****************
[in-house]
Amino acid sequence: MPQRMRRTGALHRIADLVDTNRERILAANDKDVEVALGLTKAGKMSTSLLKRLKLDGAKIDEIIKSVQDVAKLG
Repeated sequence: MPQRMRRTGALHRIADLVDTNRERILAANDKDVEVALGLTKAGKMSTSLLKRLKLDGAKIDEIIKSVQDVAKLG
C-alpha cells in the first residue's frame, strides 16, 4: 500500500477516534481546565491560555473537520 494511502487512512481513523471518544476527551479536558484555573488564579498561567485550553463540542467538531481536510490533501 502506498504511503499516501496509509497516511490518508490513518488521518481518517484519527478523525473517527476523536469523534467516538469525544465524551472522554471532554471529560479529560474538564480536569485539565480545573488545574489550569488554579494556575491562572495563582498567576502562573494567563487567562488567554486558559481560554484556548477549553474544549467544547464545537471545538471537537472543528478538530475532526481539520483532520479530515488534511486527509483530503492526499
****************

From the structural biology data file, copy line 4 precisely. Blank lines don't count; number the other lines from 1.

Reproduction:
C-alpha cells in the first residue's frame, strides 16, 4: 500500500477516534481546565491560555473537520 494511502487512512481513523471518544476527551479536558484555573488564579498561567485550553463540542467538531481536510490533501 502506498504511503499516501496509509497516511490518508490513518488521518481518517484519527478523525473517527476523536469523534467516538469525544465524551472522554471532554471529560479529560474538564480536569485539565480545573488545574489550569488554579494556575491562572495563582498567576502562573494567563487567562488567554486558559481560554484556548477549553474544549467544547464545537471545538471537537472543528478538530475532526481539520483532520479530515488534511486527509483530503492526499